The first part of the book is getting put away. So many concepts, so much to think about. Maybe I should give it a weekly review to see if anything clicks over time.
So, let's get on with part two. Page one may be as far as I get. Exploring, exerimenting, evaluating, implimenting. That's a pretty great breakdown.
For the beginning part of the year I was exploring a whole lot, with the Artist's Way, art books, jewelry magazines and my classes. I'm always exploring as I travel and even at home taking walks. But it got a little out of hand. Of course I need to explore constantly. But how can I possibly keep it all in perspective?
For the most part, I already practice these steps. The thinking parts frequently get rushed or I'm easily distracted. The end result is I'm not satisfied with the ways I've worked out for myself. I could be getting so much more done. I could be creating a vision. Right now, I'm letting tiny little bits of vision out each time I create, but larger things only escape on the rare occasions when I have a greater reason to focus and let go of other concerns.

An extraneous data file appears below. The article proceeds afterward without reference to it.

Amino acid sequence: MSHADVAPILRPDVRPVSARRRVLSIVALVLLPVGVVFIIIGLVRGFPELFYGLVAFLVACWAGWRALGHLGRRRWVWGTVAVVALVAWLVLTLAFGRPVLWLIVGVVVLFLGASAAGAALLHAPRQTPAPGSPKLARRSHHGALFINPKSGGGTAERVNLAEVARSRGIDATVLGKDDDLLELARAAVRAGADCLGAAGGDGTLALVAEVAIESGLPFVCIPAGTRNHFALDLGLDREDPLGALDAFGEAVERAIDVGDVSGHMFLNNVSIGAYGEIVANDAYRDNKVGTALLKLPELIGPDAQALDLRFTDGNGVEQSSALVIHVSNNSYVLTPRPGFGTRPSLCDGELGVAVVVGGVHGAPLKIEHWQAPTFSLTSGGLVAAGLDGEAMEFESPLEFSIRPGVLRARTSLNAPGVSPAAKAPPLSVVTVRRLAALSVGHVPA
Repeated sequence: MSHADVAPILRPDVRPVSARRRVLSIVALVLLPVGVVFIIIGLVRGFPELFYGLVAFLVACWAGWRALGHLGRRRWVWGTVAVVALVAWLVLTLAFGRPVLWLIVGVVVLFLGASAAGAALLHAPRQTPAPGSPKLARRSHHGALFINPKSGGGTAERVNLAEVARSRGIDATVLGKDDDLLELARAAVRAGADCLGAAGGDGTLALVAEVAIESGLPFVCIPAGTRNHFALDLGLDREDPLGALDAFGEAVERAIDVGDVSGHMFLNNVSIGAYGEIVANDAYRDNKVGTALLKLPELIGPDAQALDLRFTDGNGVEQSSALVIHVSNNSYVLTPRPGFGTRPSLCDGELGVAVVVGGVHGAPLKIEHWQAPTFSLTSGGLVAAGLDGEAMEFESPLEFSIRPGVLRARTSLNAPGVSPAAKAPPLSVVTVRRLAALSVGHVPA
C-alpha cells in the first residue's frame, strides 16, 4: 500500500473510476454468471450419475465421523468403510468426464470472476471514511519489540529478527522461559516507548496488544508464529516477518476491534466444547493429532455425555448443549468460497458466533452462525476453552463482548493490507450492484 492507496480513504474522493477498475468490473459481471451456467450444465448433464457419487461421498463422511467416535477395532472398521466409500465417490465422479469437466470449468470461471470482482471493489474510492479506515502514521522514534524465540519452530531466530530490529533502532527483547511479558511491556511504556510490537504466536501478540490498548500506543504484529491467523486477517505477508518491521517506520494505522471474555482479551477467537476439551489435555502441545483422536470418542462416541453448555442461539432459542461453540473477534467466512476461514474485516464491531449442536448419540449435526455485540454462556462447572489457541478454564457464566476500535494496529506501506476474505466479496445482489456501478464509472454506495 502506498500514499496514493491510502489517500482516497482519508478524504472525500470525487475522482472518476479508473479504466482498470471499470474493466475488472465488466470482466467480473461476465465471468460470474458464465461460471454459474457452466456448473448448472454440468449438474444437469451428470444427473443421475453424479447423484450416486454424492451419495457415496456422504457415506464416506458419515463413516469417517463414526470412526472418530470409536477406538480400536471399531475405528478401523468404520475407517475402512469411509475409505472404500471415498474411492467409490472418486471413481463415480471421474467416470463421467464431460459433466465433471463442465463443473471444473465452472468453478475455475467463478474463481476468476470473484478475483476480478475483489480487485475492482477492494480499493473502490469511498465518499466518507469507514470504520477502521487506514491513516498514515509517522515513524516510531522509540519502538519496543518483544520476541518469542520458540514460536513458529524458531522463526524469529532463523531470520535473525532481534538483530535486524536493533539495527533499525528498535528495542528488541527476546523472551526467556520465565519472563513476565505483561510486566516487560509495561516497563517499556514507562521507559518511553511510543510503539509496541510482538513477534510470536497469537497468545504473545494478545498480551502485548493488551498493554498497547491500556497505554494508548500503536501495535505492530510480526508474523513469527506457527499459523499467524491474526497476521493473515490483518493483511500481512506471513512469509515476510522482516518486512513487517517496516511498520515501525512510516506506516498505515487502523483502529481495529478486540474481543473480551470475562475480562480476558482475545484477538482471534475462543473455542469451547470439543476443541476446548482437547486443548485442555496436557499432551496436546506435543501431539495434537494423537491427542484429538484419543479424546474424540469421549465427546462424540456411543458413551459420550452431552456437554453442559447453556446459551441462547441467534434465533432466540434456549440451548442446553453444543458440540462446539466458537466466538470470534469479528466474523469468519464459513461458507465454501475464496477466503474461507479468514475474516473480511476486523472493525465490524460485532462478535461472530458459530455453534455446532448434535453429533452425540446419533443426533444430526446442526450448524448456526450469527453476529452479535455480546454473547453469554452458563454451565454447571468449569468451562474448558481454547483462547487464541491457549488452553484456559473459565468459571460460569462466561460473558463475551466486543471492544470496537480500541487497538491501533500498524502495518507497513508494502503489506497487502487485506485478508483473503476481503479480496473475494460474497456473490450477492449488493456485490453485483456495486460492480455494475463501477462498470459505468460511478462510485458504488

On the very first page of this section, Stewart suggests that 10 answers to any one question are required to create a truly well thought out answer. Thinking back, it's completely true. Teachers have asked for 10 designs for any one problem. Even when most of the ones I come up with are throw aways, they help me think it out. Sometimes I come up with solutions for other problems as I'm attacking the first.
I need to work on my evaluation. I am quick to jump to a favorite design and sometimes it's hard for me to think critically about it. Thinking about the positives and negatives of a rejected design takes me away from the piece I must work on. Why don't I look at them later?
This section looks like it will help me. Or at least get me asking the right questions.